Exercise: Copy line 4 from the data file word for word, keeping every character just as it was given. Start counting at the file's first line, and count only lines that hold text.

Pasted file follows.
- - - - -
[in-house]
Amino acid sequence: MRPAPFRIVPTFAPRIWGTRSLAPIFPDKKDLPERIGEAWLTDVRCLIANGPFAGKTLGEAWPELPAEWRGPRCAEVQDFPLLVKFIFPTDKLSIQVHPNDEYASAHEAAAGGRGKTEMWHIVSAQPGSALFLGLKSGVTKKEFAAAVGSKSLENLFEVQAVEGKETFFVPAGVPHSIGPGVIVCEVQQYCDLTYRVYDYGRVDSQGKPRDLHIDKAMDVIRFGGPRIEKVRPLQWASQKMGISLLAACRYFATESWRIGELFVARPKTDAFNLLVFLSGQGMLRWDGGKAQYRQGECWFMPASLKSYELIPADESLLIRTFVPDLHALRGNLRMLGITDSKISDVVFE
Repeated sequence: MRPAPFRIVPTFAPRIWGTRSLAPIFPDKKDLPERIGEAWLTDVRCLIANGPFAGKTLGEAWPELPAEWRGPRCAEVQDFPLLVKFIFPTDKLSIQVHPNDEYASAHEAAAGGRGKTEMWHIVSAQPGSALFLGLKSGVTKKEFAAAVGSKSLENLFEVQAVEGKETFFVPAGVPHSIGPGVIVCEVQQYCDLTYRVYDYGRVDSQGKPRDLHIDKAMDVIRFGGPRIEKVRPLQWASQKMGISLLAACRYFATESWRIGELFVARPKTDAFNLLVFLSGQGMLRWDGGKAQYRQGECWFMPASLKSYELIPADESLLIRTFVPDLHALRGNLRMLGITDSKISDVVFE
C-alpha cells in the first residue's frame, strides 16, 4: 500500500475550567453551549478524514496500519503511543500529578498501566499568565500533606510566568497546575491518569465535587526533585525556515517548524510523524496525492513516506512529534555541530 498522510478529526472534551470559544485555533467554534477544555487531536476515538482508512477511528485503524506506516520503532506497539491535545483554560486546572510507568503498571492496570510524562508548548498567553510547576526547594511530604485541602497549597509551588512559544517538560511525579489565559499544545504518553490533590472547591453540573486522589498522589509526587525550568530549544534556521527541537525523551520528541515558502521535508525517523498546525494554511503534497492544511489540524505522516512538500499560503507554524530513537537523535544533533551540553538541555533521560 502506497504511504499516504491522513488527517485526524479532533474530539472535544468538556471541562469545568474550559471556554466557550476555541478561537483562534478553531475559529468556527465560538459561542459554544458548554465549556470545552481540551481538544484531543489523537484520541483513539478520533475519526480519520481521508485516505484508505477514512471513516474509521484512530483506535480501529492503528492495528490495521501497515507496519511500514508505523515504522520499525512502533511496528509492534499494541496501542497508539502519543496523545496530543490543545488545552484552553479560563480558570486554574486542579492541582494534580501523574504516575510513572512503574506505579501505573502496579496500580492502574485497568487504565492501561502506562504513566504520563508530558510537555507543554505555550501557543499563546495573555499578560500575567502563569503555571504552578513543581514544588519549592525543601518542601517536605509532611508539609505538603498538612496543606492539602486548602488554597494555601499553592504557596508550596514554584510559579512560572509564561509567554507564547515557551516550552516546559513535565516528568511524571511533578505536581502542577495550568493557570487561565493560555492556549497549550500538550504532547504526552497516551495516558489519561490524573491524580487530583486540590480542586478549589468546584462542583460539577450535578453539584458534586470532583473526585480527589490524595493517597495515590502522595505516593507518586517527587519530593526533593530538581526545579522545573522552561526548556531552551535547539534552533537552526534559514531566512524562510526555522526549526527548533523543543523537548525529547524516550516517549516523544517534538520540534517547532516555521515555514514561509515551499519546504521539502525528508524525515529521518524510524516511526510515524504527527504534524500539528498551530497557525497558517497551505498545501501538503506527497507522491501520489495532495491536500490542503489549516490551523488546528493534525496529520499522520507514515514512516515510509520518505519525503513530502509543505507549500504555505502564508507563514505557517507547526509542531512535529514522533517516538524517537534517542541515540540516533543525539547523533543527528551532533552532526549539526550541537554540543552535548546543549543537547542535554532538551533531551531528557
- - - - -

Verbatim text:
C-alpha cells in the first residue's frame, strides 16, 4: 500500500475550567453551549478524514496500519503511543500529578498501566499568565500533606510566568497546575491518569465535587526533585525556515517548524510523524496525492513516506512529534555541530 498522510478529526472534551470559544485555533467554534477544555487531536476515538482508512477511528485503524506506516520503532506497539491535545483554560486546572510507568503498571492496570510524562508548548498567553510547576526547594511530604485541602497549597509551588512559544517538560511525579489565559499544545504518553490533590472547591453540573486522589498522589509526587525550568530549544534556521527541537525523551520528541515558502521535508525517523498546525494554511503534497492544511489540524505522516512538500499560503507554524530513537537523535544533533551540553538541555533521560 502506497504511504499516504491522513488527517485526524479532533474530539472535544468538556471541562469545568474550559471556554466557550476555541478561537483562534478553531475559529468556527465560538459561542459554544458548554465549556470545552481540551481538544484531543489523537484520541483513539478520533475519526480519520481521508485516505484508505477514512471513516474509521484512530483506535480501529492503528492495528490495521501497515507496519511500514508505523515504522520499525512502533511496528509492534499494541496501542497508539502519543496523545496530543490543545488545552484552553479560563480558570486554574486542579492541582494534580501523574504516575510513572512503574506505579501505573502496579496500580492502574485497568487504565492501561502506562504513566504520563508530558510537555507543554505555550501557543499563546495573555499578560500575567502563569503555571504552578513543581514544588519549592525543601518542601517536605509532611508539609505538603498538612496543606492539602486548602488554597494555601499553592504557596508550596514554584510559579512560572509564561509567554507564547515557551516550552516546559513535565516528568511524571511533578505536581502542577495550568493557570487561565493560555492556549497549550500538550504532547504526552497516551495516558489519561490524573491524580487530583486540590480542586478549589468546584462542583460539577450535578453539584458534586470532583473526585480527589490524595493517597495515590502522595505516593507518586517527587519530593526533593530538581526545579522545573522552561526548556531552551535547539534552533537552526534559514531566512524562510526555522526549526527548533523543543523537548525529547524516550516517549516523544517534538520540534517547532516555521515555514514561509515551499519546504521539502525528508524525515529521518524510524516511526510515524504527527504534524500539528498551530497557525497558517497551505498545501501538503506527497507522491501520489495532495491536500490542503489549516490551523488546528493534525496529520499522520507514515514512516515510509520518505519525503513530502509543505507549500504555505502564508507563514505557517507547526509542531512535529514522533517516538524517537534517542541515540540516533543525539547523533543527528551532533552532526549539526550541537554540543552535548546543549543537547542535554532538551533531551531528557